Redshirts: To Thai Middle Class They’re Terrorists

BANGKOK — Nearly three days after the event, the country is still stunned by the military assault on the Redshirt encampment in the tourist center of this city.

Captured Redshirt leaders and militants are treated like POWs and the lower class Redshirt mass-base like an occupied country. No doubt about it, a state of civil war exists in this country, and civil wars are never pretty.

The last few weeks have hardened the Bangkok middle class in their view that the Redshirts are ‘terrorists’ in the pocket of ousted Prime Minister Thaksin Shinawatra, at the same time convincing the lower classes that their electoral majority counts for nothing.

Pro-Thaksin versus anti-Thaksin: this discourse actually veils what is–to borrow Mao’s words–a class war with Thai characteristics.

No doubt there will be stories told about the eight weeks of the ‘Bangkok Commune.’ As in all epic tragedies, truth will be entangled with myth. But of one thing there will be no doubt; that Prime Minister Abhisit’s decision to order the Thai military against civilian protesters can never be justified.

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    Mr. Bello writes: “…of one thing there will be no doubt; that Prime Minister Abhisit’s decision to order the Thai military against civilian protesters can never be justified.”

    During the 2010 unrest in Bangkok, Human Rights Watch documented that Thaksin’s red shirt followers had a heavily armed military wing that acted as provocateurs and attacked military personnel and civilians to escalate the conflict. From pages 48-51 of the report (which is available at http://www.hrw.org/sites/default/files/reports/thailand0511webwcover_0.pdf):

    “The composition, command structure, and relationship of the Red Shirt Guards to the UDD leadership remain unclear. But Human Rights Watch’s research, including extensive interviews with UDD leaders and protesters, found that UDD claims to be a peaceful mass mobilization
    were undermined by the presence of highly skilled and deadly armed groups, including the “Black Shirts,” who were responsible for a number of attacks against soldiers and civilians, but about whom crucial questions of their command and role remain unanswered. ”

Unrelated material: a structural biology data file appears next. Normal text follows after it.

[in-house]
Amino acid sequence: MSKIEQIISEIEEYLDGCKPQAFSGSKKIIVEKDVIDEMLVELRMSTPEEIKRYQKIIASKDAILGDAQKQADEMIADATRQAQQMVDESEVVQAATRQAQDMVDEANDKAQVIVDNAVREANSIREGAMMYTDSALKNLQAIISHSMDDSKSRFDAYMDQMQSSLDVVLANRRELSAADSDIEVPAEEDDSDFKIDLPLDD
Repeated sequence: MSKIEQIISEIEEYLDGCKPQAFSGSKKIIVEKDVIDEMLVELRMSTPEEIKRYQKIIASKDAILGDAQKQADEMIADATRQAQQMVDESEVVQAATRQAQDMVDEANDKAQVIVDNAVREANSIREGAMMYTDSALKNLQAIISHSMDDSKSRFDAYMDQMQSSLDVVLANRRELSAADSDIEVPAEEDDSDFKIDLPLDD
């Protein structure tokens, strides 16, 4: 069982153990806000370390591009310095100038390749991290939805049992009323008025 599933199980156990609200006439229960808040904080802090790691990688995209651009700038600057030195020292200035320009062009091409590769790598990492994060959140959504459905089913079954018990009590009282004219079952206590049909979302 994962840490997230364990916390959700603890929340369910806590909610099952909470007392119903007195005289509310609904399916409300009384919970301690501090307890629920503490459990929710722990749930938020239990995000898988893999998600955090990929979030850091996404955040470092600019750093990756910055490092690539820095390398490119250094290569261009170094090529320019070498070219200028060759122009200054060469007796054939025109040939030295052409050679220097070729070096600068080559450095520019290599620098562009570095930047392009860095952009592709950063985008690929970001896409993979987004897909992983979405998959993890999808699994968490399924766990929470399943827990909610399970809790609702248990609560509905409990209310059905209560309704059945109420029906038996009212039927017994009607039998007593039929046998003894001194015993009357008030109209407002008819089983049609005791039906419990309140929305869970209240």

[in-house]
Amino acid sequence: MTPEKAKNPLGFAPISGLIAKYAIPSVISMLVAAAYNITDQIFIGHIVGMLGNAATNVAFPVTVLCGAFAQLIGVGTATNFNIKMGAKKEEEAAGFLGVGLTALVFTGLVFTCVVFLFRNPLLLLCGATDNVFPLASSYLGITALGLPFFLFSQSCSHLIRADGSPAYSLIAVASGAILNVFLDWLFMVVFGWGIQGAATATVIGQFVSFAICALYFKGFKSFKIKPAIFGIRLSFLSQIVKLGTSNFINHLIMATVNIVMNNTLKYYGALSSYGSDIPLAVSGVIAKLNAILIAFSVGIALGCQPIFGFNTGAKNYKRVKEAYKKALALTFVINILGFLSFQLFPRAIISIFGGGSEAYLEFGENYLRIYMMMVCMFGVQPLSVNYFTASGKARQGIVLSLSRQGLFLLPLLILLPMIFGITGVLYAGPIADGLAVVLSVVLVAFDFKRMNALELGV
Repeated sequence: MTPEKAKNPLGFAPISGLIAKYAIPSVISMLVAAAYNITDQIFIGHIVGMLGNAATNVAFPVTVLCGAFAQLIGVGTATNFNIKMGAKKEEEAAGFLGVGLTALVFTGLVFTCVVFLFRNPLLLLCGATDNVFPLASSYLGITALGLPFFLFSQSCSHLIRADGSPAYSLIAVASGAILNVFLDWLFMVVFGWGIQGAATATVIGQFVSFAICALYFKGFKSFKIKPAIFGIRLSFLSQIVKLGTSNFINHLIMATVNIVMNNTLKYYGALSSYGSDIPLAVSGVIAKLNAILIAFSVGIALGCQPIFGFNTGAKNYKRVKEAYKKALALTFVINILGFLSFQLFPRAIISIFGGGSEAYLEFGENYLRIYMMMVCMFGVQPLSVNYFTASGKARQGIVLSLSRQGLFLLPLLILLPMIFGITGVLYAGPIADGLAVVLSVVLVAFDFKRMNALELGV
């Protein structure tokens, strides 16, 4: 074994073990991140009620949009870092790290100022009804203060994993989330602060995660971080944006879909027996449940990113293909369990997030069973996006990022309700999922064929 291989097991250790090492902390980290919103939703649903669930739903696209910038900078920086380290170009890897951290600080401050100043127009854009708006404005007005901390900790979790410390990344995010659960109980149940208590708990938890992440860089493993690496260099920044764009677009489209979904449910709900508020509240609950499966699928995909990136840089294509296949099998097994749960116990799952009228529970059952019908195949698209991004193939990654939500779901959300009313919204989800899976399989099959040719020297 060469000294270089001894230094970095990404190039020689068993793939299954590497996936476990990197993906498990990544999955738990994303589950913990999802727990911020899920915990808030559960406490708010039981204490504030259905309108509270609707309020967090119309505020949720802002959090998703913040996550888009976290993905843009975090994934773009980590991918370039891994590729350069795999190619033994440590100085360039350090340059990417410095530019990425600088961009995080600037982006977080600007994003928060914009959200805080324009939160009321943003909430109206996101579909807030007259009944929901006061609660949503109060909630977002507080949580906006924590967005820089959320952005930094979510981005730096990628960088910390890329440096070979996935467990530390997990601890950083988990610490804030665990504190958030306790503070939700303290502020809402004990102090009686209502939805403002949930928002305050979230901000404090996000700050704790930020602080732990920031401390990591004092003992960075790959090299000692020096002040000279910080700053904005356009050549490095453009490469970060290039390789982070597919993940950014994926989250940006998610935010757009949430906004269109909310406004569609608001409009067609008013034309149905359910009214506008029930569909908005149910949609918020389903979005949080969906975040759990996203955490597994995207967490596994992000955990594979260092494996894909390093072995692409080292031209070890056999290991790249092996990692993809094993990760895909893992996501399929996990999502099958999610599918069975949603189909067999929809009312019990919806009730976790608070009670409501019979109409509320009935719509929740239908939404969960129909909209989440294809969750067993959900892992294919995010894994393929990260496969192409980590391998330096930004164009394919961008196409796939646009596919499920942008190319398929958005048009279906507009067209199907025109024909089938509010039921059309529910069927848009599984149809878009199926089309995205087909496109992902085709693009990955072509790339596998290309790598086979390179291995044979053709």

“The UDD’s public deployment of hundreds of security guards dressed in uniforms resembling those of the paramilitary Thahan Phran implied a militaristic element to the protest movement. Indeed, many assumed that Red Shirt security guards were behind the armed violence against government forces. However, Human Rights Watch’s investigations found that the attacks did not originate with Red Shirt Guards, but with a secretive armed element within the UDD whom protesters and media called the “Black Shirts” or “Men in Black”—though not all were dressed in black. Members of these armed groups were captured on photographs and film armed with various military weapons, including AK-47 and M16 assault rifles, as well as M79 grenade launchers, during their clashes with government security forces.”

    A journalist who embedded with the black shirts reported to Human Rights Watch: “I met about 17 or 18 of them, but they said they were part of a group of 30. They had more people helping them, helpers and their own medics. They were all ex-military, and some of them were still on active duty. Some of them were paratroopers, and at least one was from the Navy. They had AR-15s, TAR-21s, M16s, AK-47s [military assault rifles], but I didn’t see them with M79s [grenade launchers]. They told me that their job was to protect the Red Shirt protesters, but their real job was to terrorize the soldiers.”